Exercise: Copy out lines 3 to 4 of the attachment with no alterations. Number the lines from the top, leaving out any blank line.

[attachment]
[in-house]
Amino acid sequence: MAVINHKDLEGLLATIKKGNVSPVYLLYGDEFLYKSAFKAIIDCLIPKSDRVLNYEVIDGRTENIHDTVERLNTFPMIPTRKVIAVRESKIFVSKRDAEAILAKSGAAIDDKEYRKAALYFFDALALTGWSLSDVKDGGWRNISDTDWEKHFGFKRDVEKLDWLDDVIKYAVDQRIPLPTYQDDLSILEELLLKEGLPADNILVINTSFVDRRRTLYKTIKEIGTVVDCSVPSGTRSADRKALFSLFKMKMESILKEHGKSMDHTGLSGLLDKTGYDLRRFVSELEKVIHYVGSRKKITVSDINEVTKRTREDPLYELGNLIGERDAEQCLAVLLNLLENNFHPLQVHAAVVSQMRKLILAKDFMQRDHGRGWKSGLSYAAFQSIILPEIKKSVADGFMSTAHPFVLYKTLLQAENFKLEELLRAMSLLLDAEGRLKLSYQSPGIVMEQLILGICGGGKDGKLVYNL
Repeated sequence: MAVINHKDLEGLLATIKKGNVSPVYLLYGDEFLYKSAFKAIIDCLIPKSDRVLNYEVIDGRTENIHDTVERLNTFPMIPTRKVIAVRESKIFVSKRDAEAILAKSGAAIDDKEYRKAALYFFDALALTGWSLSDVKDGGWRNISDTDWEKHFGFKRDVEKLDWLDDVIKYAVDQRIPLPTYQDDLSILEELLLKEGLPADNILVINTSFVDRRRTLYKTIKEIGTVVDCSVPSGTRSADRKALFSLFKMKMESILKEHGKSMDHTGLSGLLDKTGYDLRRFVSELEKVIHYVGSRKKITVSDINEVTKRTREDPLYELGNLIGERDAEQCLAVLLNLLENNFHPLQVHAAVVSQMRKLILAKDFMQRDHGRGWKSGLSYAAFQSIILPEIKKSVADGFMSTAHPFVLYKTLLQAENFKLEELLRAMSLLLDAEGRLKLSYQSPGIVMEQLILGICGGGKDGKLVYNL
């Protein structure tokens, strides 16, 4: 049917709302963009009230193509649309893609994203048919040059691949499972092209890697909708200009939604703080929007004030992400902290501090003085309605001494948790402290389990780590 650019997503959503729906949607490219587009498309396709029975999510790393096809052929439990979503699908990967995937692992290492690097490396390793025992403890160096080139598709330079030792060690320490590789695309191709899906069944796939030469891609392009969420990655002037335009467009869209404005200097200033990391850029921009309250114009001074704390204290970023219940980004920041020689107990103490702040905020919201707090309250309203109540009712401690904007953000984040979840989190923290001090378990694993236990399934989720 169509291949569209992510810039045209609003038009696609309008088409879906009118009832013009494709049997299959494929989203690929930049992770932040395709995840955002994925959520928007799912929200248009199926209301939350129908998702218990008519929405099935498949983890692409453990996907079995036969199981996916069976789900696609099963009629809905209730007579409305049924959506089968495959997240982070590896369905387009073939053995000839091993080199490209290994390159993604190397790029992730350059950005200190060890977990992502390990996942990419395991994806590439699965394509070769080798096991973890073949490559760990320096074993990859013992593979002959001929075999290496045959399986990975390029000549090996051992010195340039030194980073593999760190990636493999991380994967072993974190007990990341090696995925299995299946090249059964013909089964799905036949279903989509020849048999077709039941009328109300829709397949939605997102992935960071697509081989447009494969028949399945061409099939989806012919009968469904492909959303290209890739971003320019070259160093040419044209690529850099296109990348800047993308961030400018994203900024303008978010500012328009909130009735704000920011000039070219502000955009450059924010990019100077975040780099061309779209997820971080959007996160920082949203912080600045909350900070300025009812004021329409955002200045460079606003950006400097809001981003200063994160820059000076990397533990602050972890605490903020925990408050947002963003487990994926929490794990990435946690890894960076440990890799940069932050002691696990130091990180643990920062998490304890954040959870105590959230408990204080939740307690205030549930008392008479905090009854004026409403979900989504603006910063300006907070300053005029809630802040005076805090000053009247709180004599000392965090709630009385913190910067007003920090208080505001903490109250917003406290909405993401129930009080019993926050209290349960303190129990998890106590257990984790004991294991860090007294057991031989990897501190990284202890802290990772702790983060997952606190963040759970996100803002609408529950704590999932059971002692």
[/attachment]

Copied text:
Repeated sequence: MAVINHKDLEGLLATIKKGNVSPVYLLYGDEFLYKSAFKAIIDCLIPKSDRVLNYEVIDGRTENIHDTVERLNTFPMIPTRKVIAVRESKIFVSKRDAEAILAKSGAAIDDKEYRKAALYFFDALALTGWSLSDVKDGGWRNISDTDWEKHFGFKRDVEKLDWLDDVIKYAVDQRIPLPTYQDDLSILEELLLKEGLPADNILVINTSFVDRRRTLYKTIKEIGTVVDCSVPSGTRSADRKALFSLFKMKMESILKEHGKSMDHTGLSGLLDKTGYDLRRFVSELEKVIHYVGSRKKITVSDINEVTKRTREDPLYELGNLIGERDAEQCLAVLLNLLENNFHPLQVHAAVVSQMRKLILAKDFMQRDHGRGWKSGLSYAAFQSIILPEIKKSVADGFMSTAHPFVLYKTLLQAENFKLEELLRAMSLLLDAEGRLKLSYQSPGIVMEQLILGICGGGKDGKLVYNL
């Protein structure tokens, strides 16, 4: 049917709302963009009230193509649309893609994203048919040059691949499972092209890697909708200009939604703080929007004030992400902290501090003085309605001494948790402290389990780590 650019997503959503729906949607490219587009498309396709029975999510790393096809052929439990979503699908990967995937692992290492690097490396390793025992403890160096080139598709330079030792060690320490590789695309191709899906069944796939030469891609392009969420990655002037335009467009869209404005200097200033990391850029921009309250114009001074704390204290970023219940980004920041020689107990103490702040905020919201707090309250309203109540009712401690904007953000984040979840989190923290001090378990694993236990399934989720 169509291949569209992510810039045209609003038009696609309008088409879906009118009832013009494709049997299959494929989203690929930049992770932040395709995840955002994925959520928007799912929200248009199926209301939350129908998702218990008519929405099935498949983890692409453990996907079995036969199981996916069976789900696609099963009629809905209730007579409305049924959506089968495959997240982070590896369905387009073939053995000839091993080199490209290994390159993604190397790029992730350059950005200190060890977990992502390990996942990419395991994806590439699965394509070769080798096991973890073949490559760990320096074993990859013992593979002959001929075999290496045959399986990975390029000549090996051992010195340039030194980073593999760190990636493999991380994967072993974190007990990341090696995925299995299946090249059964013909089964799905036949279903989509020849048999077709039941009328109300829709397949939605997102992935960071697509081989447009494969028949399945061409099939989806012919009968469904492909959303290209890739971003320019070259160093040419044209690529850099296109990348800047993308961030400018994203900024303008978010500012328009909130009735704000920011000039070219502000955009450059924010990019100077975040780099061309779209997820971080959007996160920082949203912080600045909350900070300025009812004021329409955002200045460079606003950006400097809001981003200063994160820059000076990397533990602050972890605490903020925990408050947002963003487990994926929490794990990435946690890894960076440990890799940069932050002691696990130091990180643990920062998490304890954040959870105590959230408990204080939740307690205030549930008392008479905090009854004026409403979900989504603006910063300006907070300053005029809630802040005076805090000053009247709180004599000392965090709630009385913190910067007003920090208080505001903490109250917003406290909405993401129930009080019993926050209290349960303190129990998890106590257990984790004991294991860090007294057991031989990897501190990284202890802290990772702790983060997952606190963040759970996100803002609408529950704590999932059971002692």